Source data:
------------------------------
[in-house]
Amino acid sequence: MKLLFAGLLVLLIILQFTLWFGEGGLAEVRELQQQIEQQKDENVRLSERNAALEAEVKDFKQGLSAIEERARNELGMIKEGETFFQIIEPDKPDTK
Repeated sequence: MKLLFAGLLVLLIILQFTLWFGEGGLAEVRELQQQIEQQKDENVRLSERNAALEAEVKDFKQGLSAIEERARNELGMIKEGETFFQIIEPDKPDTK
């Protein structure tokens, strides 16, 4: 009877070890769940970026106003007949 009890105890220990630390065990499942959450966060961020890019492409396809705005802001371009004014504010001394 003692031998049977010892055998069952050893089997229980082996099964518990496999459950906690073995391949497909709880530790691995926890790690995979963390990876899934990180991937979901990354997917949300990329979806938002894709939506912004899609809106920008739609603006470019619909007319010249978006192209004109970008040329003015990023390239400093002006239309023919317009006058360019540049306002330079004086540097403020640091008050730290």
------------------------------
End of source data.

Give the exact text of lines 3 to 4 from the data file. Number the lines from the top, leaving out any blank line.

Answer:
Repeated sequence: MKLLFAGLLVLLIILQFTLWFGEGGLAEVRELQQQIEQQKDENVRLSERNAALEAEVKDFKQGLSAIEERARNELGMIKEGETFFQIIEPDKPDTK
């Protein structure tokens, strides 16, 4: 009877070890769940970026106003007949 009890105890220990630390065990499942959450966060961020890019492409396809705005802001371009004014504010001394 003692031998049977010892055998069952050893089997229980082996099964518990496999459950906690073995391949497909709880530790691995926890790690995979963390990876899934990180991937979901990354997917949300990329979806938002894709939506912004899609809106920008739609603006470019619909007319010249978006192209004109970008040329003015990023390239400093002006239309023919317009006058360019540049306002330079004086540097403020640091008050730290």